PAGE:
The paper, formally published in Nature (abstract visible, article behind paywall), describes the mechanism by which this happens.
I have written to the lead researcher to get confirmation that this is actually a change in the DNA sequence itself and not a change in the epigenome that alters what the DNA transcribes to. He has kindly written back to confirm the findings. It IS a change in the DNA. Every brain cell in you has a genome unique to itself.
In short, the brain is a cluster where each node is running self-modifying code — a practice that no computer scientist or software engineer would dream of trying to do, considering it way too fragile, too unpredictable and too difficult. The university I went to, you'd be murdered in the hall if you'd proposed even single-threaded self-modifying algorithms, never mind a few trillion tightly-coupled threads.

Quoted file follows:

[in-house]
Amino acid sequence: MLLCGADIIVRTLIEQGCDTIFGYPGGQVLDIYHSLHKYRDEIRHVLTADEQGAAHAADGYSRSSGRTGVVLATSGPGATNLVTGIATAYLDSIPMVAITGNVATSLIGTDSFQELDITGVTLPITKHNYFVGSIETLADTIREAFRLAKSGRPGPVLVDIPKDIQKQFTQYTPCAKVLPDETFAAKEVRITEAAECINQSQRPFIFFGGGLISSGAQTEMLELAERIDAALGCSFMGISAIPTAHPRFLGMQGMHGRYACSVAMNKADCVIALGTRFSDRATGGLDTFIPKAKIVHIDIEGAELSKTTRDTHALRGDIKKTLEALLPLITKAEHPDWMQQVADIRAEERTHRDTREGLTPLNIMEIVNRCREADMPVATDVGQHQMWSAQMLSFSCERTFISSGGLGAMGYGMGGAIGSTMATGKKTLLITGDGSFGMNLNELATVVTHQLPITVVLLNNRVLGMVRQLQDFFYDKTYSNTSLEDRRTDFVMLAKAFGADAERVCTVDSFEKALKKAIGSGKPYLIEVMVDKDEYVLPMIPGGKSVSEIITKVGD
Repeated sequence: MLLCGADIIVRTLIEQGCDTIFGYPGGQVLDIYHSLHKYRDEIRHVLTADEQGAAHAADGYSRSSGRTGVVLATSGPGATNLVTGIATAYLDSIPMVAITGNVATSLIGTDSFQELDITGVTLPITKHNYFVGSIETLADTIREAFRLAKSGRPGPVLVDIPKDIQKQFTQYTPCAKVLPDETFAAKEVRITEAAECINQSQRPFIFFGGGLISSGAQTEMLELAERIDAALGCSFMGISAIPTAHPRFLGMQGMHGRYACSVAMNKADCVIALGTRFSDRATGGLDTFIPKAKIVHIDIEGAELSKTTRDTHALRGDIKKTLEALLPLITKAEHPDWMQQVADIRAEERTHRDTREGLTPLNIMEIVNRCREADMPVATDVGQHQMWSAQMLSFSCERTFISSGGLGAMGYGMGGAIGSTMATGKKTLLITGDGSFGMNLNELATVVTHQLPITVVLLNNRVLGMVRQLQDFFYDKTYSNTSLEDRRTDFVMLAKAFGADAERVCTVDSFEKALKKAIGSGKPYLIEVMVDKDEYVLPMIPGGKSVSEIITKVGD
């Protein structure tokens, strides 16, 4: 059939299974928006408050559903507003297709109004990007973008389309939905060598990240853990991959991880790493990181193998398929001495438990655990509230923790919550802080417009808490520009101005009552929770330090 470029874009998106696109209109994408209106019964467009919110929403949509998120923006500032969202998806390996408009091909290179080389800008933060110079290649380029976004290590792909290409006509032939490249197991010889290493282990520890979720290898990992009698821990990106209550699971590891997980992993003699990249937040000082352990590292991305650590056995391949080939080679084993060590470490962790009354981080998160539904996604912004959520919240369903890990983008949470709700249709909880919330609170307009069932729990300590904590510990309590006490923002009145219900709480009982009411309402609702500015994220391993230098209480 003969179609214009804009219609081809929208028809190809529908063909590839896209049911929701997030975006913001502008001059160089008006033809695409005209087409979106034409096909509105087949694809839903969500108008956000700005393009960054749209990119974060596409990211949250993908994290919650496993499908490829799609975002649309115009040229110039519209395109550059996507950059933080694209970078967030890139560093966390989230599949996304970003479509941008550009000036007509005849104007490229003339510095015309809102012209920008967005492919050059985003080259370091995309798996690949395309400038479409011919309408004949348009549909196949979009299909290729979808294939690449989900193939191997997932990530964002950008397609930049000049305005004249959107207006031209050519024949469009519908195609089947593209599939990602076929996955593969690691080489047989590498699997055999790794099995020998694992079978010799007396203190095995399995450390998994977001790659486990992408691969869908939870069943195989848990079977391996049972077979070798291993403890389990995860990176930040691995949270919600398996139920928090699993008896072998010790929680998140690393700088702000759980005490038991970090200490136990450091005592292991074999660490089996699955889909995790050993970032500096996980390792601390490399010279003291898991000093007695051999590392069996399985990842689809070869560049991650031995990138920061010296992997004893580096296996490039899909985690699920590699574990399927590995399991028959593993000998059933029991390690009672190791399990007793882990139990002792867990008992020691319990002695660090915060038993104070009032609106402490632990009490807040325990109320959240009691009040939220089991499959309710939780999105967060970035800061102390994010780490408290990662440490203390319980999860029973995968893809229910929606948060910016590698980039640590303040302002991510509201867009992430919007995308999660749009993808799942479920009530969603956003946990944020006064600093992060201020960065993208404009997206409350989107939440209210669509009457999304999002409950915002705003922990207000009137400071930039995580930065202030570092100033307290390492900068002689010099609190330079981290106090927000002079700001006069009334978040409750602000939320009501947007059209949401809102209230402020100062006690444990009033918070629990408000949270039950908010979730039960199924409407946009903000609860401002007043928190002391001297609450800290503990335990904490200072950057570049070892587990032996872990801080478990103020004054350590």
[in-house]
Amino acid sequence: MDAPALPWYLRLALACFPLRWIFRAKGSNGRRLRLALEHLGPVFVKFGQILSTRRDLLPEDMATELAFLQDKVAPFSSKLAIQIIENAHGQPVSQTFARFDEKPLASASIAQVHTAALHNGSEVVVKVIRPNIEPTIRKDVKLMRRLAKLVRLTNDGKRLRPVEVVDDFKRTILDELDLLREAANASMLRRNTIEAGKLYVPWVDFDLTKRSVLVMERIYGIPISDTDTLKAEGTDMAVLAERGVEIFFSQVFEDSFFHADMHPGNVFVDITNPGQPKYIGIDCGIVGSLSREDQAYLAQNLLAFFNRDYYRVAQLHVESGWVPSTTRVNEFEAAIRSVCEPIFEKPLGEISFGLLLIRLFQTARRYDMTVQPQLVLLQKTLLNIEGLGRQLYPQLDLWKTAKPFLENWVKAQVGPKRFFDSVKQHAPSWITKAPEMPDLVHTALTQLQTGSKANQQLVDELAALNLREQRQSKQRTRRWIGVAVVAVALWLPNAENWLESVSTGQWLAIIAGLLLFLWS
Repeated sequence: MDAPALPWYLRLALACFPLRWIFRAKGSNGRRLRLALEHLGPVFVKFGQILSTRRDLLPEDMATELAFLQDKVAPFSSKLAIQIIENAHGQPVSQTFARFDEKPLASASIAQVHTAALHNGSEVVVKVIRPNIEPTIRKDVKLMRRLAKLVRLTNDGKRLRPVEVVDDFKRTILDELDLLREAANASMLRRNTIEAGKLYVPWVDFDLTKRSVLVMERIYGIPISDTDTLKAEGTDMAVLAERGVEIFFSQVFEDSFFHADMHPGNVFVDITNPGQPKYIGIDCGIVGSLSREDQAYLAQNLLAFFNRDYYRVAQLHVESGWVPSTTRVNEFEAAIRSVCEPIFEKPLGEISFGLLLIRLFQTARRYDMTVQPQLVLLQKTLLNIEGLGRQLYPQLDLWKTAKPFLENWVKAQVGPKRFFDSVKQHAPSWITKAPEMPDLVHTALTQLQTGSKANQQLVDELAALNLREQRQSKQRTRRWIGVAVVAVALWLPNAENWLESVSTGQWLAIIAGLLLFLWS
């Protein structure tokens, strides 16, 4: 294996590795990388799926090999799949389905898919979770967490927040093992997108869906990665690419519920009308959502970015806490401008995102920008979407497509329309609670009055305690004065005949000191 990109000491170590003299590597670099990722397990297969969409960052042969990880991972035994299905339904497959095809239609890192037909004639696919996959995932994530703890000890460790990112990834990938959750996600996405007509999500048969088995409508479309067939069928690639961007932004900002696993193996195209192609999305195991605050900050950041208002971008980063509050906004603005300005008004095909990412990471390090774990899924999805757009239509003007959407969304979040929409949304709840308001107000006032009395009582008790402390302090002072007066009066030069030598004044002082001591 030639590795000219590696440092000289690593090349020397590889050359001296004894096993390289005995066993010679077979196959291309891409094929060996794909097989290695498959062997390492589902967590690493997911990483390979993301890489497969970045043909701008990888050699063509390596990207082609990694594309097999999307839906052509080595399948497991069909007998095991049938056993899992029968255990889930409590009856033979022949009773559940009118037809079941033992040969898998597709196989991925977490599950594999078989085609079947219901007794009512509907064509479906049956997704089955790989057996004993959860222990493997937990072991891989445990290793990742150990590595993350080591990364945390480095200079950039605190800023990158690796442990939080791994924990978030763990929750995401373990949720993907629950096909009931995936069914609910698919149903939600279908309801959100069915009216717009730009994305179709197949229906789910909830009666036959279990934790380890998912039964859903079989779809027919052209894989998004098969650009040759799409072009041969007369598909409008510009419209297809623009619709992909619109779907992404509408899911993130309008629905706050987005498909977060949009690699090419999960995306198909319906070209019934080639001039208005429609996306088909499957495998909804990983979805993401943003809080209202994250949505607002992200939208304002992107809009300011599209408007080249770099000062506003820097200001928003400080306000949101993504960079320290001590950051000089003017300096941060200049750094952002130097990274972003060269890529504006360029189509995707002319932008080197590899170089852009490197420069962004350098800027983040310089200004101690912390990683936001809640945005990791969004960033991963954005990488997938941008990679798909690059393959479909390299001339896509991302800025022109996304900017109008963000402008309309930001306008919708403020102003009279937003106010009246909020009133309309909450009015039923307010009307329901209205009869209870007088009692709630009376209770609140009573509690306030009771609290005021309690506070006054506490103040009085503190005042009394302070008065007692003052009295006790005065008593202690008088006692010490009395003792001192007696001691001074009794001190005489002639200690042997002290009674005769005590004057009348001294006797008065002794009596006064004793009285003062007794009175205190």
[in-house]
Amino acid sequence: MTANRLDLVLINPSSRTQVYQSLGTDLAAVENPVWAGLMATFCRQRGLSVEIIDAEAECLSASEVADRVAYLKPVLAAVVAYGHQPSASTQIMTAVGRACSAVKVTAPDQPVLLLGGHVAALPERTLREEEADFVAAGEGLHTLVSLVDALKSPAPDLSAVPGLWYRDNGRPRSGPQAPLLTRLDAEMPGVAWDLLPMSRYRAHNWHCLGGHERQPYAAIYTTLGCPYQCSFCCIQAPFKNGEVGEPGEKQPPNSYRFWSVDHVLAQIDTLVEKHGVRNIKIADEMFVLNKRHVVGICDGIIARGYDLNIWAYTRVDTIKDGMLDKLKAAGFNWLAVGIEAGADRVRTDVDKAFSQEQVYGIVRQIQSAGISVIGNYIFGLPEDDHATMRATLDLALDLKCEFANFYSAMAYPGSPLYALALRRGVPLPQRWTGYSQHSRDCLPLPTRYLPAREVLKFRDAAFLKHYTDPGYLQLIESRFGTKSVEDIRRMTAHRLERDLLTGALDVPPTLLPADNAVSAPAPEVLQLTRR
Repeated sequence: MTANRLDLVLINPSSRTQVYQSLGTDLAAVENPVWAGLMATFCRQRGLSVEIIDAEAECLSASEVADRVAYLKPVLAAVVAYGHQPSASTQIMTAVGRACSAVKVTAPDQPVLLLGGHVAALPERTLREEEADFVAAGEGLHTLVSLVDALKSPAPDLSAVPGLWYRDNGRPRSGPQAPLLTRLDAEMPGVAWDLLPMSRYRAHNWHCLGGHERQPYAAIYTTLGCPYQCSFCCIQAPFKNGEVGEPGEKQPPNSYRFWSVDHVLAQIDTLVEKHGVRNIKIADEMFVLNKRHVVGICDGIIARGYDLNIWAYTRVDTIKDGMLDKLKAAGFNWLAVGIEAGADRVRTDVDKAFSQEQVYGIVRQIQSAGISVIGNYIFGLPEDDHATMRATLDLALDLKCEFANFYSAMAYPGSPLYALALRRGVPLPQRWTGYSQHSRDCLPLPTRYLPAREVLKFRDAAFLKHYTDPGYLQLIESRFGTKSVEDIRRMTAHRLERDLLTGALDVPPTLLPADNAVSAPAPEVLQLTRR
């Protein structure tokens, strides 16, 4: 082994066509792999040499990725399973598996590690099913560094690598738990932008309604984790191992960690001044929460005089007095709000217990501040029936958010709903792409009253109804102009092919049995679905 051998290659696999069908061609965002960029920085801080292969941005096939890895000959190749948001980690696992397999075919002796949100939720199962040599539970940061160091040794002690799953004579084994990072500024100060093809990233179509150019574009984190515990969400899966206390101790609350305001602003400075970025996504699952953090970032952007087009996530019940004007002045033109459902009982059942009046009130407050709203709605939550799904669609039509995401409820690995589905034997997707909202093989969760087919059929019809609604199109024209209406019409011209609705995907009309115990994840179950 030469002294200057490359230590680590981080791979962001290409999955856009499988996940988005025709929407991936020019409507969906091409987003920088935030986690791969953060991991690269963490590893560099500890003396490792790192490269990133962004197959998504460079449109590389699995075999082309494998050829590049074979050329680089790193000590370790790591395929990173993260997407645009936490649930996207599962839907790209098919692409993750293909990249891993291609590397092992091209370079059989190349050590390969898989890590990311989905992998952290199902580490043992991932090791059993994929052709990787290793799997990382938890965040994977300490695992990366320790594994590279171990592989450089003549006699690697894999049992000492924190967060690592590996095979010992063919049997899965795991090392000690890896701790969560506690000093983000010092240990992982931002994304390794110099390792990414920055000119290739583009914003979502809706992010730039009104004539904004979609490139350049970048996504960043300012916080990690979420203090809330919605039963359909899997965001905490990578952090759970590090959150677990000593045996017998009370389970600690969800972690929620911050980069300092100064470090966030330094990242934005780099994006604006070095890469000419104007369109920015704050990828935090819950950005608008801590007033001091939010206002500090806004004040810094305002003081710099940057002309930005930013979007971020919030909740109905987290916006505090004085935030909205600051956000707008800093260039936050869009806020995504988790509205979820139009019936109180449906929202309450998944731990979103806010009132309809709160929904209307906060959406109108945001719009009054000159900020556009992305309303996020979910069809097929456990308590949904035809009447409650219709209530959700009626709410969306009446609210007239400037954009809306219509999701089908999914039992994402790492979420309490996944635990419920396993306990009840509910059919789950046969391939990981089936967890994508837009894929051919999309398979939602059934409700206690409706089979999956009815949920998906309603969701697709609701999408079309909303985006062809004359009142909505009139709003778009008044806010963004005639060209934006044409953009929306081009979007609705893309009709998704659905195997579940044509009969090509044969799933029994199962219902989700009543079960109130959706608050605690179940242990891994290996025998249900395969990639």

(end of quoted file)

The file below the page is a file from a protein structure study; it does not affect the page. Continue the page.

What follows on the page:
The hope in genetics is that this will lead to a better understanding of genetic diseases, such as the various forms of dementia. My fear is that it will have the opposite effect — you can't exactly sequence every cell in the brain of a live patient to see what is going on, which may lead to geneticists ruling the problem too hard.
The other consequence of this find is that we are all chimera. Human DNA can no longer be regarded as a single thing in a single person, with only a few exceptional cases. The terms "Chimera" and "Gestalt" apply to everyone on a fantastic scale. Which makes them meaningless, unless they get redefined to work around the problem.
Arguably, that's an academic point at the moment. Nomenclature is nothing too serious and there's no actual hard evidence that it would cause problems in DNA forensics, though the mere fact that there's a possibility might cause problems in the courtroom whatever the science itself says about the impact."